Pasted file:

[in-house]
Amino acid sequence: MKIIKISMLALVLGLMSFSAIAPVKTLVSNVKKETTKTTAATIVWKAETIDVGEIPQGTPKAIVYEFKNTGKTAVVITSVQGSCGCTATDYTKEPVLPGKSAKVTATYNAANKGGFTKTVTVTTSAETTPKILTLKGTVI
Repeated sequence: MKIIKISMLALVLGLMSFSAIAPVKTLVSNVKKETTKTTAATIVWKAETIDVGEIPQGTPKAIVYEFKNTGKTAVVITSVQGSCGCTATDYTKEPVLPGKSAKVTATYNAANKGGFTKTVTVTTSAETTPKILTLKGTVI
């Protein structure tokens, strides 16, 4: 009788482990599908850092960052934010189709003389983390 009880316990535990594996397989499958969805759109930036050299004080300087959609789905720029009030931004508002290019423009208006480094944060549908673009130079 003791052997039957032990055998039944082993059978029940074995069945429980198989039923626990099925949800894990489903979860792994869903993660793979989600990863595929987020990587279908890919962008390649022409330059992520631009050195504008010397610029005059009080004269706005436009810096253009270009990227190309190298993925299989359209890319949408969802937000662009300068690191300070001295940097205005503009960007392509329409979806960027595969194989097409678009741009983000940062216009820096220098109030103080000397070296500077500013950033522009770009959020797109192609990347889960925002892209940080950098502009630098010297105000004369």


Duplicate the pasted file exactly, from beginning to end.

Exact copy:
[in-house]
Amino acid sequence: MKIIKISMLALVLGLMSFSAIAPVKTLVSNVKKETTKTTAATIVWKAETIDVGEIPQGTPKAIVYEFKNTGKTAVVITSVQGSCGCTATDYTKEPVLPGKSAKVTATYNAANKGGFTKTVTVTTSAETTPKILTLKGTVI
Repeated sequence: MKIIKISMLALVLGLMSFSAIAPVKTLVSNVKKETTKTTAATIVWKAETIDVGEIPQGTPKAIVYEFKNTGKTAVVITSVQGSCGCTATDYTKEPVLPGKSAKVTATYNAANKGGFTKTVTVTTSAETTPKILTLKGTVI
């Protein structure tokens, strides 16, 4: 009788482990599908850092960052934010189709003389983390 009880316990535990594996397989499958969805759109930036050299004080300087959609789905720029009030931004508002290019423009208006480094944060549908673009130079 003791052997039957032990055998039944082993059978029940074995069945429980198989039923626990099925949800894990489903979860792994869903993660793979989600990863595929987020990587279908890919962008390649022409330059992520631009050195504008010397610029005059009080004269706005436009810096253009270009990227190309190298993925299989359209890319949408969802937000662009300068690191300070001295940097205005503009960007392509329409979806960027595969194989097409678009741009983000940062216009820096220098109030103080000397070296500077500013950033522009770009959020797109192609990347889960925002892209940080950098502009630098010297105000004369």